In vertebrate nervous systems, vast interconnected networks of neurons underlie brain function. Connectomics is a new field that attempts to map out these networks. At the forefront of this effort is high throughput serial electron microscopy (EM) which can reveal every cell, synapse and organelle in a piece of tissue (Kasthuri et al., 2015: PubMed , Cell, PDF). By extending this approach across large volumes, brain networks become visible.
In “The fuzzy logic of network connectivity in mouse visual thalamus” (Morgan et al., 2016, PDF) we describe a connectomic study of a 100 trillion voxel EM volume within the mouse lateral geniculate nucleus, the primary thalamic relay between retina and the visual cortex. The plan was to characterize the distinct parallel visual pathways as defined by different types of retinal cells that innervate the thalamus. However, we were surprised to find that most of our preconceptions about the way the circuit would be organized were not consistent with what we actually observe. To begin with, the distinct parallel channels of visual information that we planned to characterize are not, in fact, distinct. We find that some thalamocortical cells are innervated by only one kind of retinal ganglion cell axon whereas other thalamocortical cells are innervated by two types. Individual thalamic neurons can, therefore, sample from one or multiple channels of visual information. We further found that individual retinal ganglion cell axons can innervate sets of thalamocortical cells that vary in their dendritic morphology, input number and synaptic structure. A single channel of visual information is, therefore, likely to be processed in different ways by different thalamocortical cells. In short, our connectomic analysis reveals a complicated pattern of synaptic connectivity that does not obey expected cell type boundaries.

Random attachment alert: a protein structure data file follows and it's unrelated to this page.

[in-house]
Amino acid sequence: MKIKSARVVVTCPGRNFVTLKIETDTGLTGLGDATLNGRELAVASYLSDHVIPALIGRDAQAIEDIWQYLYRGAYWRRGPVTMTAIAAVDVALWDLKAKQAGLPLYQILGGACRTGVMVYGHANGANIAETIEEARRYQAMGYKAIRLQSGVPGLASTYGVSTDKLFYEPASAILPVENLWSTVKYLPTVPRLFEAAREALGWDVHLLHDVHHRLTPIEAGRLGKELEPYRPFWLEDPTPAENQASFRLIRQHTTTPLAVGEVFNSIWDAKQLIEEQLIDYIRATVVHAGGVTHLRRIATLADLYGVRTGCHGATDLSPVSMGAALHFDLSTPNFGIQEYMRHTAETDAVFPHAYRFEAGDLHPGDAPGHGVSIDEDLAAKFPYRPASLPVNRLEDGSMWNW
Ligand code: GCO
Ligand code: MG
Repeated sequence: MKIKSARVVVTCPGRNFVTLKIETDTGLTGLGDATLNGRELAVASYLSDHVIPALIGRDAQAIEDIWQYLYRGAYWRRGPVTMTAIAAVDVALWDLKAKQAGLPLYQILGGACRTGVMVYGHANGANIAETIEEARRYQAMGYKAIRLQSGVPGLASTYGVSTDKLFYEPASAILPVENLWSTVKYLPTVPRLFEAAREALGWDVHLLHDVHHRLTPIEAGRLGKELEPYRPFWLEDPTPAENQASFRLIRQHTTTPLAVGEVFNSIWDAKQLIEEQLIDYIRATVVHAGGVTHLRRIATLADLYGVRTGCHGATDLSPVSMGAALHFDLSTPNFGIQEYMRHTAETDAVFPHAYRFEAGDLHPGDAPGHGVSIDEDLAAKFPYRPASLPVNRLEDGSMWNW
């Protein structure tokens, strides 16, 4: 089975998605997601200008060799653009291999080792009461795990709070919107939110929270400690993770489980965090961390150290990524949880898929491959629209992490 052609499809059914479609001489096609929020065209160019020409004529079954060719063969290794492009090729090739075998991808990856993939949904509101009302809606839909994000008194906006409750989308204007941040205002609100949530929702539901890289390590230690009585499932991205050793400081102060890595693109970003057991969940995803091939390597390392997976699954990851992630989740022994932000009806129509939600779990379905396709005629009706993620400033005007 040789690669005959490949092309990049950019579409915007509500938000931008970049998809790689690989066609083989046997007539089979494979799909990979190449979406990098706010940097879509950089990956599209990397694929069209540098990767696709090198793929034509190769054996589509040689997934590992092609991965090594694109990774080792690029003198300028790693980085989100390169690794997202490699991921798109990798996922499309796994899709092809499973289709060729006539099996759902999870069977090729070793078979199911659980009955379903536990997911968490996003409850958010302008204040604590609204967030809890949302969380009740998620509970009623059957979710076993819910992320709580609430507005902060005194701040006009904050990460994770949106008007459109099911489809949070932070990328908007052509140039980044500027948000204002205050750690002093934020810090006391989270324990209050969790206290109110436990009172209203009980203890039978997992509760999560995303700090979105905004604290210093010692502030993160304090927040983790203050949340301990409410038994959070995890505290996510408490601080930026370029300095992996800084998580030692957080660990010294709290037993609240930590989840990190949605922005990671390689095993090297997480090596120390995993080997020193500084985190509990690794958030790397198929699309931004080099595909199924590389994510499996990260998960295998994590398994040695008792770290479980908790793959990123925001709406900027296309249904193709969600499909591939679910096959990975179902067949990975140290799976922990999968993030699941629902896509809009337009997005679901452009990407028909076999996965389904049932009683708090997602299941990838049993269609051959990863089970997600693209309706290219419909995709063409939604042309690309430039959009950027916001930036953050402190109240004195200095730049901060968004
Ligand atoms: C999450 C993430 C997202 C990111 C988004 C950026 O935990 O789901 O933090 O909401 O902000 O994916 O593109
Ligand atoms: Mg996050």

Despite the complexity, the network is clearly not just a random set of connections. We observe strong preferences in terms of which particular axons establish synaptic contact with which target cells. The most surprising of these biases operates at the level of individual dendrites. We find that groups of retinal axons that cluster their inputs on a single dendrite of one thalamic neuron sometimes travel as a bundle to connect to a single dendrite of a different thalamic cell thereby reproducing the same input pattern on different neurons. Because of this dendritic specificity, different dendrites of the same thalamic neuron have different network associations.
These results argue that what is going on in the thalamus is more complicated than we thought. Because we find examples of nearly every combination of inputs on different thalamic neurons, the work raises the interesting question of why the system should produce so much variability.
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